Effective January 1, 2019, the Company accounts for its leases under ASC 842, Leases. Under this guidance, arrangements meeting the definition of a lease are classified as operating or financing leases and are recorded on the consolidated balance sheet as both a right of use asset and lease liability, calculated by discounting fixed lease payments over the lease term at the rate implicit in the lease or the Company’s incremental borrowing rate. Lease liabilities are increased by interest and reduced by payments each period, and the right of use asset is amortized over the lease term. For operating leases, interest on the lease liability and the amortization of the right of use asset result in straight-line rent expense over the lease term. For finance leases, interest on the lease liability and the amortization of the right of use asset results in front-loaded expense over the lease term. Variable lease expenses are recorded when incurred.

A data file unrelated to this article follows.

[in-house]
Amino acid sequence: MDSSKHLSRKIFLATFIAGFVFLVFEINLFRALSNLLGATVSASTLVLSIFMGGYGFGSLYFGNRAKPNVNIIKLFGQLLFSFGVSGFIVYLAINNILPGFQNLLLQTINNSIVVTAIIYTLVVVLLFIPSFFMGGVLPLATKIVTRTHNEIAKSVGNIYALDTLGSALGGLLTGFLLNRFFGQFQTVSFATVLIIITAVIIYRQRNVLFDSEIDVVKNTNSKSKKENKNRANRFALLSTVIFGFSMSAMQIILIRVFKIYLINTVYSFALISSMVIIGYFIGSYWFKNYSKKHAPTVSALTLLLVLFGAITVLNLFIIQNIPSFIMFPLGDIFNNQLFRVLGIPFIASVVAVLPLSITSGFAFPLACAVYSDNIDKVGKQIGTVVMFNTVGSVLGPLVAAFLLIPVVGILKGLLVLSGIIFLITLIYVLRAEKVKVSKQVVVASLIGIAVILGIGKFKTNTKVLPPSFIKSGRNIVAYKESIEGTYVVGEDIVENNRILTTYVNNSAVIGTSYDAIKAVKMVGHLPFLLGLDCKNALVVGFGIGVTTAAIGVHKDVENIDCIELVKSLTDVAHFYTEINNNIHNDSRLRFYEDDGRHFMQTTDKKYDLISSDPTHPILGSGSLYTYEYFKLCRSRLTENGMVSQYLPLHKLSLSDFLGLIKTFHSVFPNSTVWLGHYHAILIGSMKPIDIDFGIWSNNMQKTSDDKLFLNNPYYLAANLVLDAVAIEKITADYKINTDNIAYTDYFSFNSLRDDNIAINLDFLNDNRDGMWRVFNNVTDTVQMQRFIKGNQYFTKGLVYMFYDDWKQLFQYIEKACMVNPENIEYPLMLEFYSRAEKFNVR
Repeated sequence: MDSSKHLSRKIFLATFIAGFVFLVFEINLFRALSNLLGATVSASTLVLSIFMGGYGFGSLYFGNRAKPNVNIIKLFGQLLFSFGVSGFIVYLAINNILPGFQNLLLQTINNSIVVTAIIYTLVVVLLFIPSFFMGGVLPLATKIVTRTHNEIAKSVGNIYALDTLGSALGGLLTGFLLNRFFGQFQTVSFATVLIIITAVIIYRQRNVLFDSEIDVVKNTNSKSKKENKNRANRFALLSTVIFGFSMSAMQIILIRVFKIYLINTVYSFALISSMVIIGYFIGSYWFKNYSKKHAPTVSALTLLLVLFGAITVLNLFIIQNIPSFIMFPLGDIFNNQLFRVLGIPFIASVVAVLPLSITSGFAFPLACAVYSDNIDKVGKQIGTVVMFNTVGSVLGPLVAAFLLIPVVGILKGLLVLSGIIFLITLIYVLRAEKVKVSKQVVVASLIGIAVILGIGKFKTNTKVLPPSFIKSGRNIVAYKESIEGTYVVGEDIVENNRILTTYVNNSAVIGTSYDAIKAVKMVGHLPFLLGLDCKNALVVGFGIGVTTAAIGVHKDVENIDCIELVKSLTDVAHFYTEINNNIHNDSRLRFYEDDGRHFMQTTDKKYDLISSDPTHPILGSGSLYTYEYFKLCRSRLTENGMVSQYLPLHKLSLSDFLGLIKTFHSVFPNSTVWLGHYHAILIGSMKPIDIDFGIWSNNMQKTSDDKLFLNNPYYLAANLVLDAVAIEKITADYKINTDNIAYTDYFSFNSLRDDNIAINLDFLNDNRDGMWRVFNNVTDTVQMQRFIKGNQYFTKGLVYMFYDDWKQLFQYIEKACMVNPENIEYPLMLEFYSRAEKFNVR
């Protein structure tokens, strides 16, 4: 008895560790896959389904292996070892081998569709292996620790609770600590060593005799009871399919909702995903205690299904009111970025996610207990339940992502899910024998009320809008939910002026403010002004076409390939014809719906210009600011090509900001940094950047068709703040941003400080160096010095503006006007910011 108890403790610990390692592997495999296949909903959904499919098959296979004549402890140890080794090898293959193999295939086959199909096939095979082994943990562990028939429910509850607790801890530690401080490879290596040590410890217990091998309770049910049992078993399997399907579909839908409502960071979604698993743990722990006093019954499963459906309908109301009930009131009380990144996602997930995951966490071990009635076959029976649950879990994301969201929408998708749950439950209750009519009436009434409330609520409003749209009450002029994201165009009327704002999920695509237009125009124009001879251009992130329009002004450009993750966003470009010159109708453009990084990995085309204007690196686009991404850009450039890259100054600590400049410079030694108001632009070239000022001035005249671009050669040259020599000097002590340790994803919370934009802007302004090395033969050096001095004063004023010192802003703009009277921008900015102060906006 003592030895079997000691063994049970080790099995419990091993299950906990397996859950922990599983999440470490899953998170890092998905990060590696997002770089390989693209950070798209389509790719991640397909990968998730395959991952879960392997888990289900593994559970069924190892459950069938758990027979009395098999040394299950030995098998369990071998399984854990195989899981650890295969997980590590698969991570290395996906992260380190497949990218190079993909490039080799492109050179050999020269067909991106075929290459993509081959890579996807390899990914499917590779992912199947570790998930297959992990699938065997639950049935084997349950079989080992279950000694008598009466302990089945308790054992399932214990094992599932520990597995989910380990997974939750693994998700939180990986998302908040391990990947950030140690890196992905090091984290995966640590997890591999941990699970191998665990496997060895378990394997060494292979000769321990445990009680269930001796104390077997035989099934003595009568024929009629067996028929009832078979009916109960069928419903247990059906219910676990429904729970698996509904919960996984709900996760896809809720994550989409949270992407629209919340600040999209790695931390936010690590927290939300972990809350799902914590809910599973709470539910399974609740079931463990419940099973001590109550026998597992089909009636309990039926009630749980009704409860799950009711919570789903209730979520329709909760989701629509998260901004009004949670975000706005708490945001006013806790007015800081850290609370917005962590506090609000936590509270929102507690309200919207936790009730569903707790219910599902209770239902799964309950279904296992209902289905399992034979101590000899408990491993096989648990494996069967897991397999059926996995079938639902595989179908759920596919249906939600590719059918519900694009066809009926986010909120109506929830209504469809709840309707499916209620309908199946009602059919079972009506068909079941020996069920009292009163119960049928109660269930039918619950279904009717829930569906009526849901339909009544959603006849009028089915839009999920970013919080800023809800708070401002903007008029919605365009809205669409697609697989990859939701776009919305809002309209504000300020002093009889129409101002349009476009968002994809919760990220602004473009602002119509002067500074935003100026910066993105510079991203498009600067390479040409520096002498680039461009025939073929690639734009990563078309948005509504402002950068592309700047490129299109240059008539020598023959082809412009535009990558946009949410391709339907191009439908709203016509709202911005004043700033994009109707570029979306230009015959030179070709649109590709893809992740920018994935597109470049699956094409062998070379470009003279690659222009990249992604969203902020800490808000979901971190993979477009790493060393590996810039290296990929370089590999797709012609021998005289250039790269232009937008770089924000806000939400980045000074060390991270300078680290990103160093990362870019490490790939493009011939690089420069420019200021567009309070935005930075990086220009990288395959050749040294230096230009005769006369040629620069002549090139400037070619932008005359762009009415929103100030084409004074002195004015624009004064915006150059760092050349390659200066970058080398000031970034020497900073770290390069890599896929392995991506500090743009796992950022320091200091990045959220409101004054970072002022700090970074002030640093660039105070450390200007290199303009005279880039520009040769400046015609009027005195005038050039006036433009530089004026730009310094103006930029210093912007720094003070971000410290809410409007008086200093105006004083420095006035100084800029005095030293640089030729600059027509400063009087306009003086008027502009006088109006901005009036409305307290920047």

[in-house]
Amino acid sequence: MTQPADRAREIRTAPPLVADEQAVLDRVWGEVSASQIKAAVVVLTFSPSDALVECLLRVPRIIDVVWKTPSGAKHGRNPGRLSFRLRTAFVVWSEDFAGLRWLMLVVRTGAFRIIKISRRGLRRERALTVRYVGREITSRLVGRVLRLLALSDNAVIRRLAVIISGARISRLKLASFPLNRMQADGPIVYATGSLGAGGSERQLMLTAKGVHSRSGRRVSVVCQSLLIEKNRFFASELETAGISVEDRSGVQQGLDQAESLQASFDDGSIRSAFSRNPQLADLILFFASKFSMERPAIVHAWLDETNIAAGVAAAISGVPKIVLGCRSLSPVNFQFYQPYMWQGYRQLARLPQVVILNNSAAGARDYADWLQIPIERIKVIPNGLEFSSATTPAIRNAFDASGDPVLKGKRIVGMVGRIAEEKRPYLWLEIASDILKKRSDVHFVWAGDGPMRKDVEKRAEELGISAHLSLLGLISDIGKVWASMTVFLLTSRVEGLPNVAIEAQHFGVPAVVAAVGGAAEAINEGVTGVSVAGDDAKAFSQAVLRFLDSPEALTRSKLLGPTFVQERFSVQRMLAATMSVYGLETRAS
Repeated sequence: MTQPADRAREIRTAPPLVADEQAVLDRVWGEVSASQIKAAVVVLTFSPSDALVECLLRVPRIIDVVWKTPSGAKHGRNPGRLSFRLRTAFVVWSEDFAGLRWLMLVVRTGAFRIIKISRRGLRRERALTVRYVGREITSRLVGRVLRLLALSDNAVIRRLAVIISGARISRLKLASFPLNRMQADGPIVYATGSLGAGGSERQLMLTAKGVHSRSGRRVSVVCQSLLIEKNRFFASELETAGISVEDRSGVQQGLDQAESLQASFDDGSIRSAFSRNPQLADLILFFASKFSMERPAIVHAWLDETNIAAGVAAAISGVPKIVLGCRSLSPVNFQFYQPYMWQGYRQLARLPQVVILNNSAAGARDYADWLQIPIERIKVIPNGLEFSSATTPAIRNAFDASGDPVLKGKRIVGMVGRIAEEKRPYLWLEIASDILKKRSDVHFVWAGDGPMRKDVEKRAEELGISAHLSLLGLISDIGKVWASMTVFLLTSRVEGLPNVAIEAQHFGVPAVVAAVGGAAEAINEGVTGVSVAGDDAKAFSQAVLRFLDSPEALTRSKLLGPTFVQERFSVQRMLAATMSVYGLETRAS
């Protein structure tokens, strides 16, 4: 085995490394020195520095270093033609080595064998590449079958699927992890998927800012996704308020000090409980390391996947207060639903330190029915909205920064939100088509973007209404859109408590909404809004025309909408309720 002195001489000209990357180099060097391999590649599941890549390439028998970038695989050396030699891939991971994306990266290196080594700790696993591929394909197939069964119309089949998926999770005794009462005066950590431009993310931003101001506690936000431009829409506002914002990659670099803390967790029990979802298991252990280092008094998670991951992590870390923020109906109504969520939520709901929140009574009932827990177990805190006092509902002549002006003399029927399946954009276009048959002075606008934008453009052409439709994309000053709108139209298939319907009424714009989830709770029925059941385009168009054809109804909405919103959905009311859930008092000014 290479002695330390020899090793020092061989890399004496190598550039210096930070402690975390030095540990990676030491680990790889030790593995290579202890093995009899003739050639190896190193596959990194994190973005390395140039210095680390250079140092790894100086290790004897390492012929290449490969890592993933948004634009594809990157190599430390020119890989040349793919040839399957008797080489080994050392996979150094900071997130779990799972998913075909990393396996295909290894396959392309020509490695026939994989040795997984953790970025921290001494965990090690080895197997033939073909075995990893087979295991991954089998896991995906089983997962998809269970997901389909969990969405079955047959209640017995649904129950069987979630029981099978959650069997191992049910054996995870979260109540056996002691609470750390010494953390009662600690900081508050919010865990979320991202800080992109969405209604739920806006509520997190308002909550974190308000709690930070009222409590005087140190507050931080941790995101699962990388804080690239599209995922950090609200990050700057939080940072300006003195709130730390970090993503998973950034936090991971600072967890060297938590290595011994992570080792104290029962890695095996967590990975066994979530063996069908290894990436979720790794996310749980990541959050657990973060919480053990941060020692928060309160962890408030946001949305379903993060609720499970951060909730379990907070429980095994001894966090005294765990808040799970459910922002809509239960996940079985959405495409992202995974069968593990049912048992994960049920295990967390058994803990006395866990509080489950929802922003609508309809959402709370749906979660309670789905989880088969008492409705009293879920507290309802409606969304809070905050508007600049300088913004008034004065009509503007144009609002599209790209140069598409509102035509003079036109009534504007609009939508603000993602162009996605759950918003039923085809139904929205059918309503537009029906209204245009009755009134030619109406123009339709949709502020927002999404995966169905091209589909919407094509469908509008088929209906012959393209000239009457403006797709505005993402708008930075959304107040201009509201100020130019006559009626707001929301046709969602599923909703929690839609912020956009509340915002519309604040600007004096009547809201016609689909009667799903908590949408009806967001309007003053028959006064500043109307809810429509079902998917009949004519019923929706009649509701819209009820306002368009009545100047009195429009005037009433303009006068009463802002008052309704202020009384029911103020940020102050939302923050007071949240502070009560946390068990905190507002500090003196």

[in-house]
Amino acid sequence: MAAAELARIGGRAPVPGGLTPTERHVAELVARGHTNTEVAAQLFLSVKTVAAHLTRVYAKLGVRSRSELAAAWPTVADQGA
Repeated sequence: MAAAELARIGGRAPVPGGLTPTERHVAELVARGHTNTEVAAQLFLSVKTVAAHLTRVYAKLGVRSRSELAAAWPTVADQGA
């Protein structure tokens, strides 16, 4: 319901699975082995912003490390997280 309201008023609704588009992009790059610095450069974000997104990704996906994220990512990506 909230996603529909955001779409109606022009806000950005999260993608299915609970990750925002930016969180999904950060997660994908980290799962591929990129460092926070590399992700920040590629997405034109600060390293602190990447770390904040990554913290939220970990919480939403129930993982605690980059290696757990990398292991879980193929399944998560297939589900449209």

In calculating the right of use asset and lease liability, the Company elects to combine lease and non-lease components. The Company excludes short-term leases having initial terms of 12 months or less from the new guidance as an accounting policy election and recognizes rent expense on a straight-line basis over the lease term.

 

The Company continues to account for leases in the prior period financial statements under ASC Topic 840.

 

Other than above, there have been no material changes in the Company’s significant accounting policies to those previously disclosed in the Company’s annual report on Form 10-K, which was filed with the SEC on March 15, 2019.

 

New Accounting Standards

 

From time to time, new accounting pronouncements are issued by the Financial Accounting Standards Board (“FASB”) or other standard setting bodies that we adopt as of the specified effective date. Unless otherwise discussed, we do not believe that the impact of recently issued standards that are not yet effective will have a material impact on our financial position or results of operations upon adoption.

 

Recent Accounting Standards Adopted in the Year

 

Leases